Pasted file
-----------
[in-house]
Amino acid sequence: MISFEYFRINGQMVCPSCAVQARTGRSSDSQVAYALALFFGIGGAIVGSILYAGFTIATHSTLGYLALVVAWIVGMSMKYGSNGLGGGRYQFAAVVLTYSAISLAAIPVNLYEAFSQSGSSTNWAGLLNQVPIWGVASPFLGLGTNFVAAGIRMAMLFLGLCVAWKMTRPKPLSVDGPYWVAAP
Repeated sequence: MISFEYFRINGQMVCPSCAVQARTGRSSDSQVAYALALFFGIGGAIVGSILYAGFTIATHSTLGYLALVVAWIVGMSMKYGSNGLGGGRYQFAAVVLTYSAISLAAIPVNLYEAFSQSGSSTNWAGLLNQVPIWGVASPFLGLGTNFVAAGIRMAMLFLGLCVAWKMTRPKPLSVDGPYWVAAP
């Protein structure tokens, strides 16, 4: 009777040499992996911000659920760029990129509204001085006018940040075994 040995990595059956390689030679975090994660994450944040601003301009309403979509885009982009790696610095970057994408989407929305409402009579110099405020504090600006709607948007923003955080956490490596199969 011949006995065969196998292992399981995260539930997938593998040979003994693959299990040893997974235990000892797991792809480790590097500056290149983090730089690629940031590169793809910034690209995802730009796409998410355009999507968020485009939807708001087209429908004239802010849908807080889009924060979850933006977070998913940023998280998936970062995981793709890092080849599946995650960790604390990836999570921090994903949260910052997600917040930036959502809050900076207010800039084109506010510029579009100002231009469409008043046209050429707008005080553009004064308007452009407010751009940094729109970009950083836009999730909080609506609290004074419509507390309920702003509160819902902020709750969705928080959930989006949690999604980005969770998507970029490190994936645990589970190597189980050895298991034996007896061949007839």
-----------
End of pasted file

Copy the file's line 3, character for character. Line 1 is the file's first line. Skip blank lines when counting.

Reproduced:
Repeated sequence: MISFEYFRINGQMVCPSCAVQARTGRSSDSQVAYALALFFGIGGAIVGSILYAGFTIATHSTLGYLALVVAWIVGMSMKYGSNGLGGGRYQFAAVVLTYSAISLAAIPVNLYEAFSQSGSSTNWAGLLNQVPIWGVASPFLGLGTNFVAAGIRMAMLFLGLCVAWKMTRPKPLSVDGPYWVAAP